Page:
Portland Copwatch Analyzes Compliance Officer Report on US DOJ Agreement November 2021Table of contents
More Problems with Force Reporting and Analysis
Lack of Planning, Crowd Training Leads to Two New Compliance Failures
Screening Out Bad Cops
Mental Health and Crisis Intervention: Deadly Force and Other Concerns Unmet
Accountability and the Employee Information System: Still Missing Set Goals
Public Engagement: Lack of Staff Support, PPB Annual Report Still Problems
Minor Bothersome Things
a project of Peace and Justice Works
PO Box 42456
Portland, OR 97242
(503) 236-3065/ Incident Report Line (503) 321-5120
To: Compliance Officer/Community Liaison
COPS CONTINUE TO LACK COMPLIANCE WITH US DOJ AGREEMENT ON FORCE,
The Compliance Officer/Community Liaison (COCL) released its draft Quarter 2 Report on the City's compliance with the terms of the US Department of Justice (DOJ) Settlement Agreement,*-1 which purports to mitigate excessive police use of force, particularly against people in mental health crisis. In our analysis of the Q1 COCL Report, Portland Copwatch (PCW) noted at least 17 paragraphs were identified as lacking compliance. This time, two paragraphs related to training were moved to "Partial Compliance," meaning now 19 of about 90 paragraphs are in violation. PCW generally supports the COCL's analysis of those failures. The consultants also pushed back against members of the Police Bureau who want to have officers leave their Tasers in patrol cars which would change the current mandate that all cops carry the less-lethal weapons. However, as has been the case for most of the seven years these Reports have been issued, no mention was made about the use of deadly force against people in mental health crisis. The second quarter included three shootings, two of them fatal killings of people in crisis; a third person in crisis was shot and wounded in Q3. Unless deadly force gets as much scrutiny as lower levels of force, such tragedies will continue.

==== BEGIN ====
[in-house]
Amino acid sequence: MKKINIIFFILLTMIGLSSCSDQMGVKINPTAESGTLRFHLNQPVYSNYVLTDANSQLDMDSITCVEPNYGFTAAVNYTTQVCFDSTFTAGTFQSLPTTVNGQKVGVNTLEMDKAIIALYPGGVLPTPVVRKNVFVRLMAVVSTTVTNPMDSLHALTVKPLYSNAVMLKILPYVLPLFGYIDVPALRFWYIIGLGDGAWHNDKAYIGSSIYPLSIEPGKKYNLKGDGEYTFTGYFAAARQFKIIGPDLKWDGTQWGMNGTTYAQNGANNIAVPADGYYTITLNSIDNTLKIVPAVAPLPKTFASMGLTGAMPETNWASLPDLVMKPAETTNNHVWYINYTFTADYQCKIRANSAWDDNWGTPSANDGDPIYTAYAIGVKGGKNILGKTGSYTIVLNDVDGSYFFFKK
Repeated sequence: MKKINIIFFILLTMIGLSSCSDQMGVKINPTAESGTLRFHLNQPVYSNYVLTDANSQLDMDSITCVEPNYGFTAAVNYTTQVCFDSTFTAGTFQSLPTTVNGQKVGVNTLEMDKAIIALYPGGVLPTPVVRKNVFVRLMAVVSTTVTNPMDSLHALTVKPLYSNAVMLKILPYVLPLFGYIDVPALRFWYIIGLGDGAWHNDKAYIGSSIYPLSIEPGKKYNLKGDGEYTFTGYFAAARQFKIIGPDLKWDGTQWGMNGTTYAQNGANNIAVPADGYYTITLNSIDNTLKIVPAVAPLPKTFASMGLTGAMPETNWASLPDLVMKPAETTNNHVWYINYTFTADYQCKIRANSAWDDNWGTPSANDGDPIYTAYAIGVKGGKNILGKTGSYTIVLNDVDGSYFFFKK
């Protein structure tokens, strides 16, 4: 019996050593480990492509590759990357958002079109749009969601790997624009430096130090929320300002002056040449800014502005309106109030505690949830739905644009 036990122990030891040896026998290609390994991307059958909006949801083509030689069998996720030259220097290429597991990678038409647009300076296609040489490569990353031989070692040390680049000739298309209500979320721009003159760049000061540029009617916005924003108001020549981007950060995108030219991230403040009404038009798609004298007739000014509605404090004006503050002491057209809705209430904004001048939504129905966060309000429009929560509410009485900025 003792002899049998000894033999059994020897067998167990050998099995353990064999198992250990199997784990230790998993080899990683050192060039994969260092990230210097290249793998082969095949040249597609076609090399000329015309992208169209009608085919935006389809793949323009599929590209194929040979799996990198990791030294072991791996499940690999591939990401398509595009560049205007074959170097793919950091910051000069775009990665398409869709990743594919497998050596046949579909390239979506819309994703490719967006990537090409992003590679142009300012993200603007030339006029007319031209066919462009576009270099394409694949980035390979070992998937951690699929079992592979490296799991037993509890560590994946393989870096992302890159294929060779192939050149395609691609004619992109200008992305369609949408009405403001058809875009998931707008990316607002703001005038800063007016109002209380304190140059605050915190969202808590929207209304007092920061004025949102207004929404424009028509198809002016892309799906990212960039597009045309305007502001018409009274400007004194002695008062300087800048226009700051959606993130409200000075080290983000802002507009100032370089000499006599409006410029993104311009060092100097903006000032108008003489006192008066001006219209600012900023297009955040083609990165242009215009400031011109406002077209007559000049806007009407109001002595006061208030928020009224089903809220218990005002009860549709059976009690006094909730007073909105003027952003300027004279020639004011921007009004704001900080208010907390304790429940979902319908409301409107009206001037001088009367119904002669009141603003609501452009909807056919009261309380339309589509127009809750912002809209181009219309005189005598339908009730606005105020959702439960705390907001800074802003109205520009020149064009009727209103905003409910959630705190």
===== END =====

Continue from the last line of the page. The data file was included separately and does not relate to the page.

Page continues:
In general, the Bureau's failing grades are still the result of their over-use of force at racial justice protests in 2020*-2 and the Bureau's lack of accountability, documentation, and remedial action around that force use. The Compliance Officer also notes other areas of concern, including the increase in overall uses of force in addition to force being used in about 7% of all police custodies, double what it was in 2018-19 (p. 17). At the same time, they refer to a "minor overrepresentation" of "Category 2" force (second only to deadly force) against people in mental health crisis-- which jumped by 50% from 10% of encounters with force to 15% (p. 19). Similarly, they state that "only" eight of 41 people with mental illness were unarmed when they were zapped by Tasers (p. 20), meaning 20% of those hit with 10,000 volts of electricity did not have weapons.
Other alarming information about Tasers: in debriefing a scenario where officers could choose guns or Tasers, an instructor noted that Tasers "require a lot of paperwork" (p. 33). Because officers who use deadly force are not required to fill out their own reports (per Agreement Paragraph 69c), this gives an incentive to use lethal weapons. The COCL does address that issue-- in a too-gentle way, in the same way they remind the PPB that officers should use procedural justice techniques even during "violent" protests. This comment is a response to a training video where an officer says such niceties "go out the window" when there are "anti-police groups" involved (p. 27).
Additionally, the COCL continues to ignore failings of the current oversight system, the "Independent" Police Review (IPR). While noting IPR is still taking take over 180 days to complete initial investigations, the Compliance Officer again overlooked a case sent back by the IPR's Citizen Review Committee (CRC) for more investigation. As noted in our analysis of the Q1 Report, the case involving former PPB Sergeant Liani Reyna was sent to IPR in October 2020. The Settlement Agreement requires such investigation to be completed in 10 days (Paragraph 136). The case was finally relayed back to CRC in August. Then they violated their own protocols by not holding a new hearing in October. Perhaps these details will show up in the Q3 or Q4 reports, but the supplemental investigation was not completed eight months after the vote when this Q2 Report closed out, far longer than ten days.